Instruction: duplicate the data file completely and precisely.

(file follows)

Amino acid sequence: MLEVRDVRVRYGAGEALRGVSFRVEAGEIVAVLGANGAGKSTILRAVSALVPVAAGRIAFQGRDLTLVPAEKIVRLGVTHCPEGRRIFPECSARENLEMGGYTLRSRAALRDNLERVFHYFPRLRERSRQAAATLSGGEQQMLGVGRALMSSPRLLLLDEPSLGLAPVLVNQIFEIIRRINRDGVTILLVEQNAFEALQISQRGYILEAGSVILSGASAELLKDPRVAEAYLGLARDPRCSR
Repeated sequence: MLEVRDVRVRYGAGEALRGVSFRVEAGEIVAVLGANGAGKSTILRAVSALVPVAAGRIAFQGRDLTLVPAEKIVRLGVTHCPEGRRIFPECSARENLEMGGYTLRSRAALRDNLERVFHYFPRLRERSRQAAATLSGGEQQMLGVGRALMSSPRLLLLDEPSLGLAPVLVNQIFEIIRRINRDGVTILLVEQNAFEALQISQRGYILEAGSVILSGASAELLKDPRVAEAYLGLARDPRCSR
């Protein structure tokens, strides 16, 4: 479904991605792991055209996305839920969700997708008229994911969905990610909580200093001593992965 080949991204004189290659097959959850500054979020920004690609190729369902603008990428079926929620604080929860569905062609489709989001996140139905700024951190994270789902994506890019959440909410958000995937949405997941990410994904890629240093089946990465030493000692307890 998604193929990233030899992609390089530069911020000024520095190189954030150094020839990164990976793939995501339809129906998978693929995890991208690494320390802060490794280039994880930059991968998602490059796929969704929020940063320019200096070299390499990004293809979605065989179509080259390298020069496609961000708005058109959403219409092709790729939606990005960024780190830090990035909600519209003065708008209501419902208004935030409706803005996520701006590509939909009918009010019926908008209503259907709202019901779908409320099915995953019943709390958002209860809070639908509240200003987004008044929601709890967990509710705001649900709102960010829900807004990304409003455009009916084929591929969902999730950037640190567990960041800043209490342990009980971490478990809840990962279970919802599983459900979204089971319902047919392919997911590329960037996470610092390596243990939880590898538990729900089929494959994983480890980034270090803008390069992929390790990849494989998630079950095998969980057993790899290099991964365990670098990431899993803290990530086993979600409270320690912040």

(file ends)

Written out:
Amino acid sequence: MLEVRDVRVRYGAGEALRGVSFRVEAGEIVAVLGANGAGKSTILRAVSALVPVAAGRIAFQGRDLTLVPAEKIVRLGVTHCPEGRRIFPECSARENLEMGGYTLRSRAALRDNLERVFHYFPRLRERSRQAAATLSGGEQQMLGVGRALMSSPRLLLLDEPSLGLAPVLVNQIFEIIRRINRDGVTILLVEQNAFEALQISQRGYILEAGSVILSGASAELLKDPRVAEAYLGLARDPRCSR
Repeated sequence: MLEVRDVRVRYGAGEALRGVSFRVEAGEIVAVLGANGAGKSTILRAVSALVPVAAGRIAFQGRDLTLVPAEKIVRLGVTHCPEGRRIFPECSARENLEMGGYTLRSRAALRDNLERVFHYFPRLRERSRQAAATLSGGEQQMLGVGRALMSSPRLLLLDEPSLGLAPVLVNQIFEIIRRINRDGVTILLVEQNAFEALQISQRGYILEAGSVILSGASAELLKDPRVAEAYLGLARDPRCSR
């Protein structure tokens, strides 16, 4: 479904991605792991055209996305839920969700997708008229994911969905990610909580200093001593992965 080949991204004189290659097959959850500054979020920004690609190729369902603008990428079926929620604080929860569905062609489709989001996140139905700024951190994270789902994506890019959440909410958000995937949405997941990410994904890629240093089946990465030493000692307890 998604193929990233030899992609390089530069911020000024520095190189954030150094020839990164990976793939995501339809129906998978693929995890991208690494320390802060490794280039994880930059991968998602490059796929969704929020940063320019200096070299390499990004293809979605065989179509080259390298020069496609961000708005058109959403219409092709790729939606990005960024780190830090990035909600519209003065708008209501419902208004935030409706803005996520701006590509939909009918009010019926908008209503259907709202019901779908409320099915995953019943709390958002209860809070639908509240200003987004008044929601709890967990509710705001649900709102960010829900807004990304409003455009009916084929591929969902999730950037640190567990960041800043209490342990009980971490478990809840990962279970919802599983459900979204089971319902047919392919997911590329960037996470610092390596243990939880590898538990729900089929494959994983480890980034270090803008390069992929390790990849494989998630079950095998969980057993790899290099991964365990670098990431899993803290990530086993979600409270320690912040």